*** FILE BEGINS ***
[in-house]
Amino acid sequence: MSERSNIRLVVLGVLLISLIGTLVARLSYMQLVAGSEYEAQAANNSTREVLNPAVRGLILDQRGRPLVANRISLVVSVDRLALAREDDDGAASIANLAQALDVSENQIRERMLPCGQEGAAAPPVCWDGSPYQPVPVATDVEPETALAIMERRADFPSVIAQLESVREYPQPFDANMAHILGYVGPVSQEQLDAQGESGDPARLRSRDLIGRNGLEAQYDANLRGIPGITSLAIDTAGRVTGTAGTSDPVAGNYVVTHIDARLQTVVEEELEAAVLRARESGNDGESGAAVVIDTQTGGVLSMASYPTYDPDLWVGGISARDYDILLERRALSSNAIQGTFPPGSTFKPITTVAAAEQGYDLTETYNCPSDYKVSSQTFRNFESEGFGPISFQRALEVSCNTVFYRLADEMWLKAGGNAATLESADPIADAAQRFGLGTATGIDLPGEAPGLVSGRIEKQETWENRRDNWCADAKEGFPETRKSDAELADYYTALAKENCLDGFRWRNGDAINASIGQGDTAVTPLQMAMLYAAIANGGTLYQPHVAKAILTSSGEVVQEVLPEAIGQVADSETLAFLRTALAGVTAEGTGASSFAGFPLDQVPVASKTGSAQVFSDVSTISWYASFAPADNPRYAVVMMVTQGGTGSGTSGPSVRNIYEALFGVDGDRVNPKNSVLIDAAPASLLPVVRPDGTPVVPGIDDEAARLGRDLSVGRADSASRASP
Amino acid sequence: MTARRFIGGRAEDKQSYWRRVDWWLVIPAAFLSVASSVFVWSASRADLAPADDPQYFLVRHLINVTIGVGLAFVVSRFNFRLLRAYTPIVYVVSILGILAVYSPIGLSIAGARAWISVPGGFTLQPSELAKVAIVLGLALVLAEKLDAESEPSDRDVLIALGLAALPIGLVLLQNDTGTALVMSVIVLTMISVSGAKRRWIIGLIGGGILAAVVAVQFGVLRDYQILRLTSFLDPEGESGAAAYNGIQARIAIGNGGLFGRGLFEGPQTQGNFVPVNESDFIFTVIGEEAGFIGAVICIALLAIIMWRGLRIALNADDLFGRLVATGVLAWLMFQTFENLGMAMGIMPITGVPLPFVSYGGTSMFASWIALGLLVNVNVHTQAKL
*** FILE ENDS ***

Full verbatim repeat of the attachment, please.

[in-house]
Amino acid sequence: MSERSNIRLVVLGVLLISLIGTLVARLSYMQLVAGSEYEAQAANNSTREVLNPAVRGLILDQRGRPLVANRISLVVSVDRLALAREDDDGAASIANLAQALDVSENQIRERMLPCGQEGAAAPPVCWDGSPYQPVPVATDVEPETALAIMERRADFPSVIAQLESVREYPQPFDANMAHILGYVGPVSQEQLDAQGESGDPARLRSRDLIGRNGLEAQYDANLRGIPGITSLAIDTAGRVTGTAGTSDPVAGNYVVTHIDARLQTVVEEELEAAVLRARESGNDGESGAAVVIDTQTGGVLSMASYPTYDPDLWVGGISARDYDILLERRALSSNAIQGTFPPGSTFKPITTVAAAEQGYDLTETYNCPSDYKVSSQTFRNFESEGFGPISFQRALEVSCNTVFYRLADEMWLKAGGNAATLESADPIADAAQRFGLGTATGIDLPGEAPGLVSGRIEKQETWENRRDNWCADAKEGFPETRKSDAELADYYTALAKENCLDGFRWRNGDAINASIGQGDTAVTPLQMAMLYAAIANGGTLYQPHVAKAILTSSGEVVQEVLPEAIGQVADSETLAFLRTALAGVTAEGTGASSFAGFPLDQVPVASKTGSAQVFSDVSTISWYASFAPADNPRYAVVMMVTQGGTGSGTSGPSVRNIYEALFGVDGDRVNPKNSVLIDAAPASLLPVVRPDGTPVVPGIDDEAARLGRDLSVGRADSASRASP
Amino acid sequence: MTARRFIGGRAEDKQSYWRRVDWWLVIPAAFLSVASSVFVWSASRADLAPADDPQYFLVRHLINVTIGVGLAFVVSRFNFRLLRAYTPIVYVVSILGILAVYSPIGLSIAGARAWISVPGGFTLQPSELAKVAIVLGLALVLAEKLDAESEPSDRDVLIALGLAALPIGLVLLQNDTGTALVMSVIVLTMISVSGAKRRWIIGLIGGGILAAVVAVQFGVLRDYQILRLTSFLDPEGESGAAAYNGIQARIAIGNGGLFGRGLFEGPQTQGNFVPVNESDFIFTVIGEEAGFIGAVICIALLAIIMWRGLRIALNADDLFGRLVATGVLAWLMFQTFENLGMAMGIMPITGVPLPFVSYGGTSMFASWIALGLLVNVNVHTQAKL